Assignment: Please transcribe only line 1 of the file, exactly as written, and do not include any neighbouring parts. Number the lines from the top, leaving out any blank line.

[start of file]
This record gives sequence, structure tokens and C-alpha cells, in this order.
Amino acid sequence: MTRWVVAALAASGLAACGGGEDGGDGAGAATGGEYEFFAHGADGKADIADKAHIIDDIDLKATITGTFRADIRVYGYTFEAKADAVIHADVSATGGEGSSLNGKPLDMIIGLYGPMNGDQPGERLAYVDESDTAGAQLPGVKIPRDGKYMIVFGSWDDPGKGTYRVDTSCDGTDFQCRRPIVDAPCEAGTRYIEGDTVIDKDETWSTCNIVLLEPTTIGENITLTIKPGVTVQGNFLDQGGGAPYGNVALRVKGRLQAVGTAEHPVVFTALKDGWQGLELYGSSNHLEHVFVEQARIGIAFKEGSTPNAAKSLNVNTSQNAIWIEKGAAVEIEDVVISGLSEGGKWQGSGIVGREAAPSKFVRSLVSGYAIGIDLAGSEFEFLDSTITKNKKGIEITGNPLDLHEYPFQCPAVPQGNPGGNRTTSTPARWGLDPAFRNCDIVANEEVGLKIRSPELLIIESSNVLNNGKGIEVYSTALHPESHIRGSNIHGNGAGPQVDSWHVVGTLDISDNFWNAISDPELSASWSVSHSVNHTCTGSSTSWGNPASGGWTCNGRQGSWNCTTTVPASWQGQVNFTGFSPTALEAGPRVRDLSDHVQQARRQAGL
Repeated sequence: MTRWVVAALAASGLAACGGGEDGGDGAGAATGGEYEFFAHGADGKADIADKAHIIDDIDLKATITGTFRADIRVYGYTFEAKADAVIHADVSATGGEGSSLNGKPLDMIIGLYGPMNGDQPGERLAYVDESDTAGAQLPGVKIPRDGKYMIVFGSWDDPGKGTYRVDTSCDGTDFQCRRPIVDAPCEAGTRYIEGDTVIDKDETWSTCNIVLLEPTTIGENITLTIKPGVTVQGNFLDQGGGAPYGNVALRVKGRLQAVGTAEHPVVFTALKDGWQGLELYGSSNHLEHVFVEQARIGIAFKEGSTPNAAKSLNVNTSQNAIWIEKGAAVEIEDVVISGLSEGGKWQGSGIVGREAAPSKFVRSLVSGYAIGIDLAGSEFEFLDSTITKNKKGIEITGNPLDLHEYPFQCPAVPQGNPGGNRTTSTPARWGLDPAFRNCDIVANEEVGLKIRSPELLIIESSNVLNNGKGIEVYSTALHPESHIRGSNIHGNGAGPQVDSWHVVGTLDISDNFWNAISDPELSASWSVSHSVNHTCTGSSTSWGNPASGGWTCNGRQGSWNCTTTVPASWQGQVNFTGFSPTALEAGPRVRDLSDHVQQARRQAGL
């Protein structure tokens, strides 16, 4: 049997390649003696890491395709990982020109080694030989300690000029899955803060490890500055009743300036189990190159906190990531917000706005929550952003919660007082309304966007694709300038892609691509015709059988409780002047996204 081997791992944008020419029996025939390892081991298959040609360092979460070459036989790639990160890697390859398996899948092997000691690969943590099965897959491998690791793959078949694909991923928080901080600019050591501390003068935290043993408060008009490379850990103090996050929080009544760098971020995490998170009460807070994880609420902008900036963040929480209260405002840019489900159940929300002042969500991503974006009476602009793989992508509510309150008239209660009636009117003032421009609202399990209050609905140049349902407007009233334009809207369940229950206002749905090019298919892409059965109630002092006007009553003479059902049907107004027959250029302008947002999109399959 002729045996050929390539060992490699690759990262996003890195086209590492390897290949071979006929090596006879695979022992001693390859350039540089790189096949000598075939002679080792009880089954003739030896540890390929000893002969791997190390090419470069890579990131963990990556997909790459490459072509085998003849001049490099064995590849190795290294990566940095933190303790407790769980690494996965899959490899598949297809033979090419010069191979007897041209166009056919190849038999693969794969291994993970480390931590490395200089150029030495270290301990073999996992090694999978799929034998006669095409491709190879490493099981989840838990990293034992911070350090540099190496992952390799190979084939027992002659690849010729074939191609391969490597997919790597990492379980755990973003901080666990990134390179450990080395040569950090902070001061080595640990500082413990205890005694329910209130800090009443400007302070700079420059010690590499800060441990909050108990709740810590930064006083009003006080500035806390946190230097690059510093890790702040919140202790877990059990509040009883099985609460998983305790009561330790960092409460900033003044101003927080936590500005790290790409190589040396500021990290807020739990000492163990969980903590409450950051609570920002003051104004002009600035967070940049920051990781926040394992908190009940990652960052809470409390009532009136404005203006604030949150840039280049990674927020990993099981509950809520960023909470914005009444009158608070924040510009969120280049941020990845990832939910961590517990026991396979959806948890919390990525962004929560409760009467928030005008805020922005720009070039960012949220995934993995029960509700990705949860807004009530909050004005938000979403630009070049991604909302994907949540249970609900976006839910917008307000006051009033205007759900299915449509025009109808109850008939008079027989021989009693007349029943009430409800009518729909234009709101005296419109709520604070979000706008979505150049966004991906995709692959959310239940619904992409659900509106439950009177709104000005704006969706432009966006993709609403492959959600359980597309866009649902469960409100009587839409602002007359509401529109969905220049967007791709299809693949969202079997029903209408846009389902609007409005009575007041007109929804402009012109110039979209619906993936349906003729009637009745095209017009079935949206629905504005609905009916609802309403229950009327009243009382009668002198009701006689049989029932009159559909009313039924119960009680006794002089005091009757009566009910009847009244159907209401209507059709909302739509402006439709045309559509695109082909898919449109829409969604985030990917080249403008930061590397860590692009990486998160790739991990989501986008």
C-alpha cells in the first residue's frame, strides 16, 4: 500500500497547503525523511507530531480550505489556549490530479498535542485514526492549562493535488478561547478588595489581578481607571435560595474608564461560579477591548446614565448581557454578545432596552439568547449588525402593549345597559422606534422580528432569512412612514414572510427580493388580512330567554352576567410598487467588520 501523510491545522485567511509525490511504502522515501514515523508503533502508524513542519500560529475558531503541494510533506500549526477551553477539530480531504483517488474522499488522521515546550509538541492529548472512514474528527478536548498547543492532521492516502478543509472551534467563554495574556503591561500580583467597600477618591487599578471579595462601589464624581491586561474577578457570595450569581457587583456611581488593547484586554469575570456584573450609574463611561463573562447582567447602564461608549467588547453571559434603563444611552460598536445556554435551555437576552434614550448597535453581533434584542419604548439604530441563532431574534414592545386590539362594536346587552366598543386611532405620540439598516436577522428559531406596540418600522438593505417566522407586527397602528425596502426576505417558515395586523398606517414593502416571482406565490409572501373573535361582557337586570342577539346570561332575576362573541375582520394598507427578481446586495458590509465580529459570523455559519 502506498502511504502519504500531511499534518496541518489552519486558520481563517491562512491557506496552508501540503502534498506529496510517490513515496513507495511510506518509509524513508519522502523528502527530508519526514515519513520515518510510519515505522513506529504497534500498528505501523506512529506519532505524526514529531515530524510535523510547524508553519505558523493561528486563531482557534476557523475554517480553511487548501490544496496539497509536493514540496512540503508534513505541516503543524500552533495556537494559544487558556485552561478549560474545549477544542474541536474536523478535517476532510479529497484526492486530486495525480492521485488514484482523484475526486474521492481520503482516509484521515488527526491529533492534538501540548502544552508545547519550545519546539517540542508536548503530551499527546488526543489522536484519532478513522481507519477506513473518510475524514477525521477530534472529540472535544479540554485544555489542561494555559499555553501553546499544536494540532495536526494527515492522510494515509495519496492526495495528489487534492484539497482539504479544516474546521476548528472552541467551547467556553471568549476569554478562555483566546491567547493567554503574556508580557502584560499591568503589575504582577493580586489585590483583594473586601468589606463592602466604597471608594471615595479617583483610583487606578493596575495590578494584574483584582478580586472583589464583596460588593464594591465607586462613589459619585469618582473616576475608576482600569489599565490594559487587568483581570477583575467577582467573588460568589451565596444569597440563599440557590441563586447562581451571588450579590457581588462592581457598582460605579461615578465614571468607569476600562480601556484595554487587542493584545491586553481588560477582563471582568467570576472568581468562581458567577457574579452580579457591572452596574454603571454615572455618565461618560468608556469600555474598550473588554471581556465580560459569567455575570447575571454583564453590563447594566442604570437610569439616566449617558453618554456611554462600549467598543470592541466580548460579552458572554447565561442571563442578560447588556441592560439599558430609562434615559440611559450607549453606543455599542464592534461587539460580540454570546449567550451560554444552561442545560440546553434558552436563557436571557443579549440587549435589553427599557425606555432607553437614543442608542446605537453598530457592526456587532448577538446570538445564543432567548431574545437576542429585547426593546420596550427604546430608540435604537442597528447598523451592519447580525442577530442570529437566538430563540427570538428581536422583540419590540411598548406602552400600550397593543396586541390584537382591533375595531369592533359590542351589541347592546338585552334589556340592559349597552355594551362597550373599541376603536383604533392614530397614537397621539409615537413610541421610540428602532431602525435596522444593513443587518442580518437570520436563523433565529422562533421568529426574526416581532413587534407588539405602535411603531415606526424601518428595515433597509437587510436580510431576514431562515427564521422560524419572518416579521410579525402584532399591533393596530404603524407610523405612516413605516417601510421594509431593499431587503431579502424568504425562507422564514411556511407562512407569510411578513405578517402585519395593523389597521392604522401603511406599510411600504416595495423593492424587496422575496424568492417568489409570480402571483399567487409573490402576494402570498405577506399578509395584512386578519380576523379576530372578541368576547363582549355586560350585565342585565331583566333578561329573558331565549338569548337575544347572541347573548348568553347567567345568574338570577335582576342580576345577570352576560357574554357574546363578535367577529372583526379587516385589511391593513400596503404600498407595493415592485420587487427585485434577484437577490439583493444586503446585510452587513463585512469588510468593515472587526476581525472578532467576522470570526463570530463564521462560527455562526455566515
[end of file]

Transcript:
This record gives sequence, structure tokens and C-alpha cells, in this order.